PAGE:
We in the NDP oppose this bill because it punishes people and takes things away from them, without being able to help others. On the contrary, we should be able to give this to women on maternity leave who still have rights. They will have less to worry about when they go back to work and if they lose their job when they do go back.
The NDP will be voting against this bill.
The House resumed consideration of Bill C-316, An Act to amend the Employment Insurance Act (incarceration), as reported (with amendment) from the committee, and of Motions Nos. 1 to 5.
Motions in Amendment
Employment Insurance Act
Private Members' Business
March 15th, 2012 / 5:40 p.m.
Ed Komarnicki Souris—Moose Mountain, SK
Mr. Speaker, I am pleased to speak to these amendments, but I am not pleased to support them. Neither would the member for Cariboo—Prince George, for sure. By amending each of the five clauses in the bill, by deleting them, it takes all the provisions out of there and only the title and the enactment provisions will be left, and I suppose that would go as well.
It is fair to say that the government will not be supporting these amendments for the reasons that are obvious, based on what I just said.
Last year, our government passed legislation to prevent federal inmates over the age of 65, who were sentenced to prison for more than two years, from collecting old age security and guaranteed income supplement benefits. This relates to the qualifying period, and I do not think the legislation pretends to say it deals with receiving or not receiving employment insurance while in prison. It deals with extending the qualifying period and the benefits period.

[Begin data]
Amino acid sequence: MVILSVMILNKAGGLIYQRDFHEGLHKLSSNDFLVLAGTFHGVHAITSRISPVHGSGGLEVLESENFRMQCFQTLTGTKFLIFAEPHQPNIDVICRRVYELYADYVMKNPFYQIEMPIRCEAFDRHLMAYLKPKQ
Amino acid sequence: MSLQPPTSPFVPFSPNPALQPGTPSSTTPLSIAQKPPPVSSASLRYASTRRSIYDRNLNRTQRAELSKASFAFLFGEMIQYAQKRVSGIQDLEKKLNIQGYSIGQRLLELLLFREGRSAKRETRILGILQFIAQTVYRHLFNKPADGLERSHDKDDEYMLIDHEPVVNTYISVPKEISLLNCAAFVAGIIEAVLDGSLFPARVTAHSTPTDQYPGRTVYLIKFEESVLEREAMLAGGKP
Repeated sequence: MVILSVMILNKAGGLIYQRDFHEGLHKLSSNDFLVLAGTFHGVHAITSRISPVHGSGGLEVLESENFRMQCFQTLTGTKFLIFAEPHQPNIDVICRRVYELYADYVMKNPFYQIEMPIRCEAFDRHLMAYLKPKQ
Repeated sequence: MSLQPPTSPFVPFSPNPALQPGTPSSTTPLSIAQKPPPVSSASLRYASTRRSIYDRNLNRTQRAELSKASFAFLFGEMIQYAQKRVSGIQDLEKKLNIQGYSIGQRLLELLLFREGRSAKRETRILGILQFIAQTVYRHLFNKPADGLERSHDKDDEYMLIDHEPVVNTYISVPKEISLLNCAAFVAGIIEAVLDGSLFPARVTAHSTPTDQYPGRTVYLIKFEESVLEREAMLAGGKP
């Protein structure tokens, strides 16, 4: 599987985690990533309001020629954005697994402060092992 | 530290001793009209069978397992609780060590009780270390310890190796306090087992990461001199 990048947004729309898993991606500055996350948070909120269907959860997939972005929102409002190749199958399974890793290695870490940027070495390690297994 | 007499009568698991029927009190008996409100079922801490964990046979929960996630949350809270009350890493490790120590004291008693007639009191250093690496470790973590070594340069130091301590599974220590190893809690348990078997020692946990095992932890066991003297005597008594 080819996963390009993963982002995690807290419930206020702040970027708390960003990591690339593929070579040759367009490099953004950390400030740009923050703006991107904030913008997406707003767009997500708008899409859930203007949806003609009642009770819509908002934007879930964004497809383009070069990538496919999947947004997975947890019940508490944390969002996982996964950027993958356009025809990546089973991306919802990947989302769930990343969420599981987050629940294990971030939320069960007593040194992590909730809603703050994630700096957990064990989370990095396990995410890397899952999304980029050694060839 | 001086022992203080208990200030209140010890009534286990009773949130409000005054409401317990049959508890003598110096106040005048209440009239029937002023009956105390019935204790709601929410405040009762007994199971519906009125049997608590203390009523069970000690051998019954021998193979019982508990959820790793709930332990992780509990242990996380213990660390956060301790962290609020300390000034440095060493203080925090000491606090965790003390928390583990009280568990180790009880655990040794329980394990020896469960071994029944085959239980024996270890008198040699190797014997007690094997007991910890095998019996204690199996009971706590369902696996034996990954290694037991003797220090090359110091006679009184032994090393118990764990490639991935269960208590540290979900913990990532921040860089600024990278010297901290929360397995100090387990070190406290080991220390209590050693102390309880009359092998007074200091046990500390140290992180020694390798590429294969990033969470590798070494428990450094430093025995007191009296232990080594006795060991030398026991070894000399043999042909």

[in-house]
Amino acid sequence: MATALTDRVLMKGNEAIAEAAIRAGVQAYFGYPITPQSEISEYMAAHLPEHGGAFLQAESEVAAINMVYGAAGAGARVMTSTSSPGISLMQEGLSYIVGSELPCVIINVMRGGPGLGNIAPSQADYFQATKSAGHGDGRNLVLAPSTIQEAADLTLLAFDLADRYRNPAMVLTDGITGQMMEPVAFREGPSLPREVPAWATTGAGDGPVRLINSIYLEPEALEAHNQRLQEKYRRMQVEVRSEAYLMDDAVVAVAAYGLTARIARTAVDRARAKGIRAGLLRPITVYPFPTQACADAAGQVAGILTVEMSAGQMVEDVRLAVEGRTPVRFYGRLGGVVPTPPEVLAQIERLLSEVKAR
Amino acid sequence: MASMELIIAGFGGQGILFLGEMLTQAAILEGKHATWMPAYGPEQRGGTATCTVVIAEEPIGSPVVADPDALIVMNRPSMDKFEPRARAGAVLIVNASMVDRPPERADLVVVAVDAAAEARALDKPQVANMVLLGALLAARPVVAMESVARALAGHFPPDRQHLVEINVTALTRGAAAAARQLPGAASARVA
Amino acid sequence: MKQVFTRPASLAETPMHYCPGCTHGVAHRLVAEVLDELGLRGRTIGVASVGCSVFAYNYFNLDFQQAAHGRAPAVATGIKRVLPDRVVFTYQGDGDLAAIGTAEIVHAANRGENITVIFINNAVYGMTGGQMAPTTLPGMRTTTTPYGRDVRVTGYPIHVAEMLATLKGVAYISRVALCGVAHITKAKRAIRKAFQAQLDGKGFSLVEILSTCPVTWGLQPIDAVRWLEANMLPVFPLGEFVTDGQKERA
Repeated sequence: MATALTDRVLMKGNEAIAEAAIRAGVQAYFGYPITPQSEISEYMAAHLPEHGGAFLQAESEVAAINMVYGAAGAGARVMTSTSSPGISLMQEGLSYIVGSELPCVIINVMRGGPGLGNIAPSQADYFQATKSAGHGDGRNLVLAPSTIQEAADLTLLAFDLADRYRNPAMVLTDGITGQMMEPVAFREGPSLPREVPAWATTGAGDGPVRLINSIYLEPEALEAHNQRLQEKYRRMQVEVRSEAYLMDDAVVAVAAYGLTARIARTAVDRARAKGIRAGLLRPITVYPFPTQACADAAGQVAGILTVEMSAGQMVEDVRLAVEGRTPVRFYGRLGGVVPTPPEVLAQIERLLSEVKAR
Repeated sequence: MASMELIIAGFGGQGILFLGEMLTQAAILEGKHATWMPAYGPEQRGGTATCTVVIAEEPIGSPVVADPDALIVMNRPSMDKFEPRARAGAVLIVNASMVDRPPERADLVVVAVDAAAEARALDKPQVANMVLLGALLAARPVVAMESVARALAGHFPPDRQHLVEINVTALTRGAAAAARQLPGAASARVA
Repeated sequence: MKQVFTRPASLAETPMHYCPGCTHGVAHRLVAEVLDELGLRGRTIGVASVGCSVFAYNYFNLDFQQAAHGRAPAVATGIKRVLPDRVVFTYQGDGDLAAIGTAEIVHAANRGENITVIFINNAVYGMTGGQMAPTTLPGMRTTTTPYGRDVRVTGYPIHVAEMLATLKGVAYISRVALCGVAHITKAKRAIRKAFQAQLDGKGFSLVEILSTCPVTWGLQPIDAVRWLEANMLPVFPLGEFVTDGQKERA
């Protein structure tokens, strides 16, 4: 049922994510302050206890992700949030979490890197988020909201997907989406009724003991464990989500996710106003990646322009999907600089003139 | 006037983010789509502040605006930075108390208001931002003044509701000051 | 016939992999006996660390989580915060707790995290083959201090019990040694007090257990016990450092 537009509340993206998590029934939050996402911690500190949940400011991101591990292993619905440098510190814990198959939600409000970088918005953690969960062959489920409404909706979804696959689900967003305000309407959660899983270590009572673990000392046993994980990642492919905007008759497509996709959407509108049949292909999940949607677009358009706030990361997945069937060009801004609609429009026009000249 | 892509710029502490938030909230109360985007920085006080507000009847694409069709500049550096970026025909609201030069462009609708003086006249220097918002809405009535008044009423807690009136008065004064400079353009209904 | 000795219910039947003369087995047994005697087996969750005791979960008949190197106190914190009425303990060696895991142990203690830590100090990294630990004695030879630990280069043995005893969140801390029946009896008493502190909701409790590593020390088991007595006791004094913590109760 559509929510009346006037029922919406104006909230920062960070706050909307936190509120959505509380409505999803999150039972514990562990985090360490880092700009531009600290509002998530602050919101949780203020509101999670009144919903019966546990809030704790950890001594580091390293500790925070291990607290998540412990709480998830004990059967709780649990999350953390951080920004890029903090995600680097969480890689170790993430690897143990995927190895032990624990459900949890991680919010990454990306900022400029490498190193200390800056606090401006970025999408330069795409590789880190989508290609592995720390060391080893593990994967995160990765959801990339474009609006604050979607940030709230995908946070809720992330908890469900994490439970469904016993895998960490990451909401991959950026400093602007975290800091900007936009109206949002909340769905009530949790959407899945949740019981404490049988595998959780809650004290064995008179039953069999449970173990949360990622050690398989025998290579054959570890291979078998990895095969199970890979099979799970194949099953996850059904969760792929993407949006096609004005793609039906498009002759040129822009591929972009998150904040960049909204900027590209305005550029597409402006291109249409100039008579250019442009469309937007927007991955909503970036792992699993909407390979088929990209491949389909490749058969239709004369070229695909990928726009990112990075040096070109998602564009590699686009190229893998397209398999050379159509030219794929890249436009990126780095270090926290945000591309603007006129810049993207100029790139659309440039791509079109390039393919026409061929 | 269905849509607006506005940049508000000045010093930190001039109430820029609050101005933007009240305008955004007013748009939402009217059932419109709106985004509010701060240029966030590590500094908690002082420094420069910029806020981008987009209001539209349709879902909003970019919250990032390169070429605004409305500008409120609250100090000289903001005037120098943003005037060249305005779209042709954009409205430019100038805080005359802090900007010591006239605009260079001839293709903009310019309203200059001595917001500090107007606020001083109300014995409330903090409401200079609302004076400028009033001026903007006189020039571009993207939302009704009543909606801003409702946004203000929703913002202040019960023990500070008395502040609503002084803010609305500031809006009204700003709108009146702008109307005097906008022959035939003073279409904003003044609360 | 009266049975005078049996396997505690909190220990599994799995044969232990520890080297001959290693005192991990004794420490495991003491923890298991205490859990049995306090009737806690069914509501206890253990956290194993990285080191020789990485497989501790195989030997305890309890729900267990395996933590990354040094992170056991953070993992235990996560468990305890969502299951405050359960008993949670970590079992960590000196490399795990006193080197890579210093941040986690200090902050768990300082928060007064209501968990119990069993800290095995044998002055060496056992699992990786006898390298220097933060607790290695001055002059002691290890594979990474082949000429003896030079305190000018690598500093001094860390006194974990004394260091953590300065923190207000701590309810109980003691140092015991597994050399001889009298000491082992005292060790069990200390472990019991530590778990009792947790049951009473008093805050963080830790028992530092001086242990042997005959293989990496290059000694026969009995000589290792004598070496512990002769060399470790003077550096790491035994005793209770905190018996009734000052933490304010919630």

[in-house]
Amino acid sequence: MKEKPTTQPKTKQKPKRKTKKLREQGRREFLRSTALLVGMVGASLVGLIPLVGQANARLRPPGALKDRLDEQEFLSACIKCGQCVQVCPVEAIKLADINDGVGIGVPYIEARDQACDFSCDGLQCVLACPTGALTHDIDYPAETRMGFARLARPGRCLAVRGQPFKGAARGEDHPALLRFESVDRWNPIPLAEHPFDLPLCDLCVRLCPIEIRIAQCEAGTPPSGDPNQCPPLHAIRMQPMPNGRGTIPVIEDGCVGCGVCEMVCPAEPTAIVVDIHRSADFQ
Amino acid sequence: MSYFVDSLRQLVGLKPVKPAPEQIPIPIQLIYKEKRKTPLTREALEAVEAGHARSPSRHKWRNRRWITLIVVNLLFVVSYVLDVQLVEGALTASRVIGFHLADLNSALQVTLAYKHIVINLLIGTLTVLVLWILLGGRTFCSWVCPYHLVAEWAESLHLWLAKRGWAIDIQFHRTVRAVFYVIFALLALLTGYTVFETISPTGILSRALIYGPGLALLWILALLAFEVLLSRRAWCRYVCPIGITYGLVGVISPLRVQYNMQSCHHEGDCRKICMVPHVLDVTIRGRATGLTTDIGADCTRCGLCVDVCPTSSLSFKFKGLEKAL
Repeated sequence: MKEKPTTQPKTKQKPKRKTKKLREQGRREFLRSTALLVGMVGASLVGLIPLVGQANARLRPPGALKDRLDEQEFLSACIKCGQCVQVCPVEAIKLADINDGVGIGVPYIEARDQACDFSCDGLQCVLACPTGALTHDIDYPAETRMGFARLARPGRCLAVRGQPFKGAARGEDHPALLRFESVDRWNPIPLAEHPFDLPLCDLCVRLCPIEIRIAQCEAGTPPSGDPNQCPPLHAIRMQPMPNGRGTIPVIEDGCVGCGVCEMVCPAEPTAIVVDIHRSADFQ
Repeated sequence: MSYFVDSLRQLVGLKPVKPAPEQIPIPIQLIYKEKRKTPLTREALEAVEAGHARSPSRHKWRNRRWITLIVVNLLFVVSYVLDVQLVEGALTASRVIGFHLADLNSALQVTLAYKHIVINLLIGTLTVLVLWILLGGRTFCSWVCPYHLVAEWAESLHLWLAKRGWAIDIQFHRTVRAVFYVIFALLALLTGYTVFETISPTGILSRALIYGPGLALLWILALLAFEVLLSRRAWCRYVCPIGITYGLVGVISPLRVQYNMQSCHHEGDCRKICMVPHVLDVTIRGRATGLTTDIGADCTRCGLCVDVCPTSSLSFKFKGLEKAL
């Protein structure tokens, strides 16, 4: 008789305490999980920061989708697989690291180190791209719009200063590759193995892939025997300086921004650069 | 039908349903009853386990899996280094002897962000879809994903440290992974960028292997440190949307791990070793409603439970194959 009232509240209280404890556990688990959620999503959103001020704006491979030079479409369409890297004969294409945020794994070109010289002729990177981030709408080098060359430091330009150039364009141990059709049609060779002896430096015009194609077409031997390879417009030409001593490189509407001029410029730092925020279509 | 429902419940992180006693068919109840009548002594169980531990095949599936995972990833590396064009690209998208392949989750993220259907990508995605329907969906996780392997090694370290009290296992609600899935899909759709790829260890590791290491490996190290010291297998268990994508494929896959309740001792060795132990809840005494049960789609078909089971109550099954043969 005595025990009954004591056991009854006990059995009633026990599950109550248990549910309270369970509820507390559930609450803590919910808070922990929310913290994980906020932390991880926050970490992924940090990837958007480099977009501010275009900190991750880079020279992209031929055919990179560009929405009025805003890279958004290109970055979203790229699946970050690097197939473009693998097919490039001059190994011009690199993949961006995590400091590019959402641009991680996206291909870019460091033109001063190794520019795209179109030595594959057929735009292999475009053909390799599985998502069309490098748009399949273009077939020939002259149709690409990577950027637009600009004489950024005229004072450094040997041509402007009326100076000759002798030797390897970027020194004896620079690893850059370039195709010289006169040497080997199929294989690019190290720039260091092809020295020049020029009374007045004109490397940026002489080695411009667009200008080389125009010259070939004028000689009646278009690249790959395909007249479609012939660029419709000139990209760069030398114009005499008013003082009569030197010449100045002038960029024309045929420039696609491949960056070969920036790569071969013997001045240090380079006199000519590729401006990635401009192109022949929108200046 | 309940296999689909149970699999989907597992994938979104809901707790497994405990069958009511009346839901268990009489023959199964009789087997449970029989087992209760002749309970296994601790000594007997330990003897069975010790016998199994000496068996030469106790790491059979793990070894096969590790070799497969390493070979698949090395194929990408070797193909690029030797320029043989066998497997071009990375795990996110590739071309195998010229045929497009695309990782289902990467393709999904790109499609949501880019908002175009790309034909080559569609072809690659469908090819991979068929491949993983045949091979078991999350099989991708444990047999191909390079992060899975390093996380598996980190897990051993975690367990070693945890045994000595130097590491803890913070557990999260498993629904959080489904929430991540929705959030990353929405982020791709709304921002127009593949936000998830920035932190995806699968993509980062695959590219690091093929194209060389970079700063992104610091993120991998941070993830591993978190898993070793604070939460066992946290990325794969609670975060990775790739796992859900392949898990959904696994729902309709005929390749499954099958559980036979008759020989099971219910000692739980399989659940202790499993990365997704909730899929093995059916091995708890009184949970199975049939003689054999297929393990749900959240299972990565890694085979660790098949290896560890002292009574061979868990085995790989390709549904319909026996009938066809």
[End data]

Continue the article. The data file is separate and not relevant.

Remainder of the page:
We brought forward the previous legislation because Canadians told us it was not fair that criminals could collect retirement benefits while they were incarcerated, especially since their living expenses were already covered by taxpayers. We are supporting this further reform to our social programs in the interest of fairness and justice for law-abiding Canadians.
Under the Employment Insurance Act as it now stands, people who have been in jail can get an extension, as the member has mentioned, of up to 52 additional weeks of their employment insurance qualifying and benefit periods. We think this EI extension is unfair as it provides preferential access for convicted criminals to benefits over law-abiding citizens.
Let me outline how employment insurance works.
Employment insurance is intended to provide temporary income to replace lost wages while the claimant looks for a job. To be eligible for EI regular benefits, people must have paid EI premiums and have worked a certain minimal number of insurable hours, depending on the region of the country in which they live. They must have worked those hours in the 52 weeks before the interruption of the earnings. This is what is called the “qualifying period”.
When people qualify for EI benefits, a 52-week benefit period is established during which they may collect EI benefits to which they are entitled. Normally claimants must be able and willing to work. However, the qualifying period or the benefits period may be extended for up to two years for people in special situations. People who are unable to look for work because of illness, injury, pregnancy or quarantine are given an extension or they may apply for an extension so they do not lose their right to EI benefits because of the special circumstances or situations that are beyond their control.
To be clear, we are all in agreement that extensions to individuals should be granted for life circumstances beyond the control of the individual, such as injury or illness. However, this is not the case with the person who commits a crime.
To be convicted of a crime, an individual makes a choice resulting in a criminal act. This choice is within the control of the individual. However, the current EI legislation treats imprisonment as a circumstance beyond a person's control. This logic does not follow. It does not make sense to most Canadians who feel this is not fair because people do not commit crimes by accident.